For this week’s cast, I spoke with game designer and owner of the YouTube channel Game Dev Underground Tim Ruswick. Our focus was answering questions for first time game developers and students interested in the industry.

We didn’t have a structure for the cast, as it was more of a Q&A with the fans watching. If you liked this, I’m going to try and do more of them in the future with different guests.

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BOTW 3

The Legend of Zelda franchise is all about a cycle of storytelling and gameplay. There’s always Link the hero, Zelda the princess, and Ganon the bad guy. Each game gives us a lengthy adventure of dungeons, tutorials, and an annoying partner that tells us where to go. Breath of the Wild is perhaps the most drastic departure in terms of design we’ve seen from a first party Nintendo game yet, and delivered the first amazing game for the Nintendo Switch. If it wasn’t for a few nagging points, this could very well be one of my top 10 games of all time.

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Super Mario Odyssey 1 High Snobiety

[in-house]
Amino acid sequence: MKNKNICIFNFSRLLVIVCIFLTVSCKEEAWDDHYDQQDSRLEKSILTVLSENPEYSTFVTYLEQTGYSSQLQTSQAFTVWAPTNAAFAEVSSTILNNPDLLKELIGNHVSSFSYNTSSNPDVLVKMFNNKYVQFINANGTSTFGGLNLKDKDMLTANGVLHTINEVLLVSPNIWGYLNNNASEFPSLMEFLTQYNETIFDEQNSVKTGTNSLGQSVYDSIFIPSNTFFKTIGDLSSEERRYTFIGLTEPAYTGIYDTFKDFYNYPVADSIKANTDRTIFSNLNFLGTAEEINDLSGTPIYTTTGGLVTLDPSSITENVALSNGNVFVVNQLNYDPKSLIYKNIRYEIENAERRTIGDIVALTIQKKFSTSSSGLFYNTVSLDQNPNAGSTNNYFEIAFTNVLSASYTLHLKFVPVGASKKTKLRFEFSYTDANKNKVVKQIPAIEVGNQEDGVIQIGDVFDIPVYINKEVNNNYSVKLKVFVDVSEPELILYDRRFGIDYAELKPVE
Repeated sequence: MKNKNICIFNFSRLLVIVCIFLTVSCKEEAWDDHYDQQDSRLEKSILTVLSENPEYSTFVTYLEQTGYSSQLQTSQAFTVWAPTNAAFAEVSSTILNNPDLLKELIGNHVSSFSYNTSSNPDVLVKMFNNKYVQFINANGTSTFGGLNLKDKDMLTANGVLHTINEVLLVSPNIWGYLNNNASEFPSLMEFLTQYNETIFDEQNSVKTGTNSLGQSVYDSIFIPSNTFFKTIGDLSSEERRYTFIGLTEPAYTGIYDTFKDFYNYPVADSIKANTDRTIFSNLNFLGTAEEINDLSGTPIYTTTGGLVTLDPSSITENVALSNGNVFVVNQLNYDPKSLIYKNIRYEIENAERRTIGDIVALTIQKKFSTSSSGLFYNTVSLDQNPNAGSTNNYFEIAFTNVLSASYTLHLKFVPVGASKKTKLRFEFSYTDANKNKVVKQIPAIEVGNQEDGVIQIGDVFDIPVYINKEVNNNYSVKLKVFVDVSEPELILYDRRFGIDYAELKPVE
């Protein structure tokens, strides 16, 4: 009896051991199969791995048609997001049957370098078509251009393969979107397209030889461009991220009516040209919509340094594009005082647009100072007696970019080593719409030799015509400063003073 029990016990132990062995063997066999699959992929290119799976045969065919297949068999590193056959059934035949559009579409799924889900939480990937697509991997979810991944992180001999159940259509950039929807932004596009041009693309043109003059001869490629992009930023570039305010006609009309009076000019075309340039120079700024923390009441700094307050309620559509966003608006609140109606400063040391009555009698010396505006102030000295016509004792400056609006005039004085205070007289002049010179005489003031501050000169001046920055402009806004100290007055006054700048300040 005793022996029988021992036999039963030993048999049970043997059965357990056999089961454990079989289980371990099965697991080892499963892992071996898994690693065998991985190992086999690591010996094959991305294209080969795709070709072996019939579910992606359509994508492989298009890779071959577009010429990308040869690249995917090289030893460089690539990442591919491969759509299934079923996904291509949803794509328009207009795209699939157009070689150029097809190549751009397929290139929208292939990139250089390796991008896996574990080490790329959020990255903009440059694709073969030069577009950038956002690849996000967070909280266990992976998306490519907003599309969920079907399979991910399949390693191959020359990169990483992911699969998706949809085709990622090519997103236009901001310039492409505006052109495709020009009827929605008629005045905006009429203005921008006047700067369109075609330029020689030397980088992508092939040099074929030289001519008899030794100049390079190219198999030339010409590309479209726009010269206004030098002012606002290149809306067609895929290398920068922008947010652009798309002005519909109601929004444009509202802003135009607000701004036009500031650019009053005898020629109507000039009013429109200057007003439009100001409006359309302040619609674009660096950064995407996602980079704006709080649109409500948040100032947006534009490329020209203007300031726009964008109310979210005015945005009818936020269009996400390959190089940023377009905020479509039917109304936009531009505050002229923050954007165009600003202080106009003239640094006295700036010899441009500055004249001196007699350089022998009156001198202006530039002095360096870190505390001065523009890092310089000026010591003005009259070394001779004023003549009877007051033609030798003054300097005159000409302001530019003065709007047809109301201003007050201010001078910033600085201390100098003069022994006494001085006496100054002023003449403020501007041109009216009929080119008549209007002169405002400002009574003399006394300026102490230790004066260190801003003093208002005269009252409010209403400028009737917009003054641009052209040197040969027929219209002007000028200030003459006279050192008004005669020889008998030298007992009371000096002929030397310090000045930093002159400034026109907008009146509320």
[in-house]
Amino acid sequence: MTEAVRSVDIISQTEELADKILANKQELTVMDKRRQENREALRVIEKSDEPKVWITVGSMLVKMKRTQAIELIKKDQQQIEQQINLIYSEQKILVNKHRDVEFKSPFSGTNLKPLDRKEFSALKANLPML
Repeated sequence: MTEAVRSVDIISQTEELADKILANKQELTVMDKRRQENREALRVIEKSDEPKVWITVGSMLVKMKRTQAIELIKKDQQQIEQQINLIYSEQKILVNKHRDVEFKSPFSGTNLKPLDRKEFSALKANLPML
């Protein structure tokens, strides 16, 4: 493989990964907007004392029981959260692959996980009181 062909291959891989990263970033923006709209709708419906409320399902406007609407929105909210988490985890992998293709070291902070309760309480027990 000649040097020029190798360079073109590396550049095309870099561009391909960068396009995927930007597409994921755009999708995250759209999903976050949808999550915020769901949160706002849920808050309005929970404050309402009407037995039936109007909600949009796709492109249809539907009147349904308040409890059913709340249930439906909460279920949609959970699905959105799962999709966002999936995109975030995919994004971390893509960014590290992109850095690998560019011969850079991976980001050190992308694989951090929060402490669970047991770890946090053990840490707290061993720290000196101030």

I’ve already posted my review of Super Mario Odyssey and the massive disappointment it was for me, but I want to take a closer look at one area in particular. In my review, I cited that the gameplay and structure of the levels were at odds with one another, with one major exception. There was one level in Super Mario Odyssey that not only was the best designed, but it actually made the rest of the game worse by comparison, and that is certainly worthy of being studied.

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Celeste (4)

Continuing from my previous post about environmental vs. level design, it’s time to drill down further and discuss what makes a level work in a video game. When I think about good level design, regardless of the genre, there are three key aspects to discuss.

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